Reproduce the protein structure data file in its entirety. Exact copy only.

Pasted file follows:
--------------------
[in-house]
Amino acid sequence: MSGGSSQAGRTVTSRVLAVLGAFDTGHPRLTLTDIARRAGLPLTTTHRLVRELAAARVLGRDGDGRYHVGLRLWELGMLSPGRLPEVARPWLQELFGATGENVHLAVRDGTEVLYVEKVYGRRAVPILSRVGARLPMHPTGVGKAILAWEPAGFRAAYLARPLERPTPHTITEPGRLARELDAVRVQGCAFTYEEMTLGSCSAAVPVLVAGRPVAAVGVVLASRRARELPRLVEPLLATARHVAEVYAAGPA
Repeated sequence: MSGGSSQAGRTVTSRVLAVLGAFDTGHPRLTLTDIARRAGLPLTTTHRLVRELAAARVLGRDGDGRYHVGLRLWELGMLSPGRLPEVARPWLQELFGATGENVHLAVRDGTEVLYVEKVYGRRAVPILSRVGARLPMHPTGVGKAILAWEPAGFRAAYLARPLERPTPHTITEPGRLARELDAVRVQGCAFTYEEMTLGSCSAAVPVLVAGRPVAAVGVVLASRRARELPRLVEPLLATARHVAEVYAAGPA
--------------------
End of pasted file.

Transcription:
[in-house]
Amino acid sequence: MSGGSSQAGRTVTSRVLAVLGAFDTGHPRLTLTDIARRAGLPLTTTHRLVRELAAARVLGRDGDGRYHVGLRLWELGMLSPGRLPEVARPWLQELFGATGENVHLAVRDGTEVLYVEKVYGRRAVPILSRVGARLPMHPTGVGKAILAWEPAGFRAAYLARPLERPTPHTITEPGRLARELDAVRVQGCAFTYEEMTLGSCSAAVPVLVAGRPVAAVGVVLASRRARELPRLVEPLLATARHVAEVYAAGPA
Repeated sequence: MSGGSSQAGRTVTSRVLAVLGAFDTGHPRLTLTDIARRAGLPLTTTHRLVRELAAARVLGRDGDGRYHVGLRLWELGMLSPGRLPEVARPWLQELFGATGENVHLAVRDGTEVLYVEKVYGRRAVPILSRVGARLPMHPTGVGKAILAWEPAGFRAAYLARPLERPTPHTITEPGRLARELDAVRVQGCAFTYEEMTLGSCSAAVPVLVAGRPVAAVGVVLASRRARELPRLVEPLLATARHVAEVYAAGPA